Lions Gate wins dismissal of lawsuit over SEC probe, Icahn bid
By Jonathan Stempel
(Reuters) - Lions Gate Entertainment Corp, the studio behind the "Hunger Games" movies and TV shows including "Mad Men," on Friday won the dismissal of a shareholder lawsuit claiming it fraudulently concealed a U.S. regulatory probe into how it thwarted a hostile takeover by billionaire Carl Icahn.
U.S. District Judge John Koeltl in Manhattan said in a 56-page decision that the shareholders failed to show that Lions Gate's disclosures concerning the U.S. Securities and Exchange Commission probe were materially false or misleading, or that the company intended to deceive them.
Shareholders led by Belgium-based KBC Asset Management NV sued Lions Gate after the company in March 2014 agreed to pay $7.5 million and admit wrongdoing to settle with the SEC.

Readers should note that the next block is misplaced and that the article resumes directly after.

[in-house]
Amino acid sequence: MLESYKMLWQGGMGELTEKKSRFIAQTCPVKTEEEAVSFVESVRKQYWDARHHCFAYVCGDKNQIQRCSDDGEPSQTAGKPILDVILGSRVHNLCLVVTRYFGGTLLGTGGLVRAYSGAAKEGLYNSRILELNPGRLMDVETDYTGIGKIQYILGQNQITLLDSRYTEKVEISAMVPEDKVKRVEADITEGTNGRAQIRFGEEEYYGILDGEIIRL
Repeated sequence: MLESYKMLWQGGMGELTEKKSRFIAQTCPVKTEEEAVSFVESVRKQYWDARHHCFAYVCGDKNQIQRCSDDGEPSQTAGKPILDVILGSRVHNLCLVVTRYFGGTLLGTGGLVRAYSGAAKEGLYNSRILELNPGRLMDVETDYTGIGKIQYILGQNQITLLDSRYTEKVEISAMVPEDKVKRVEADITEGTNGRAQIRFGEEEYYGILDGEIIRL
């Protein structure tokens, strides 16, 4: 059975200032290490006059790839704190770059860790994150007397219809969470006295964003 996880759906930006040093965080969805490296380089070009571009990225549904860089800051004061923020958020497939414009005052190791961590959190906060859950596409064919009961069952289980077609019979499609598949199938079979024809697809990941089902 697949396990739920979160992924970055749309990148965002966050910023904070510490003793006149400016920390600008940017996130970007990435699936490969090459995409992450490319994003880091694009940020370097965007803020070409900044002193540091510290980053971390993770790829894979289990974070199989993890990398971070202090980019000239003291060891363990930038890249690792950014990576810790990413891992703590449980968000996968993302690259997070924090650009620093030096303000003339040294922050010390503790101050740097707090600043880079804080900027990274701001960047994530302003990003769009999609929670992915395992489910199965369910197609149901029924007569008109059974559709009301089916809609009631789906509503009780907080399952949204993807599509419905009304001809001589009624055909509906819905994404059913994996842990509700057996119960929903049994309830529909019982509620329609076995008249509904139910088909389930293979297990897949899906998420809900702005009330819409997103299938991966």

It was the regulator's first enforcement case in roughly three decades against the target of a hostile tender offer. Lions Gate's share price fell 8.8 percent over the next three trading days. The lawsuit had sought class-action status.
Lawyers for the shareholders did not immediately respond to requests for comment. Lions Gate did not immediately respond to a similar request.
The case arose from transactions in July 2010 that boosted the stake of a management-friendly director, current Chairman Mark Rachesky, and diluted Icahn's stake in Lions Gate, which operates from Vancouver, British Columbia and Santa Monica, California.
According to the SEC, Lions Gate had misleadingly claimed that the transactions were meant to cut debt rather than block a takeover, and failed to get needed shareholder approvals.
Koeltl, however, said the plaintiffs did not show that Lions Gate's failure to reveal more about the probe sooner undercut its statements that any resolution would not be material. Continued...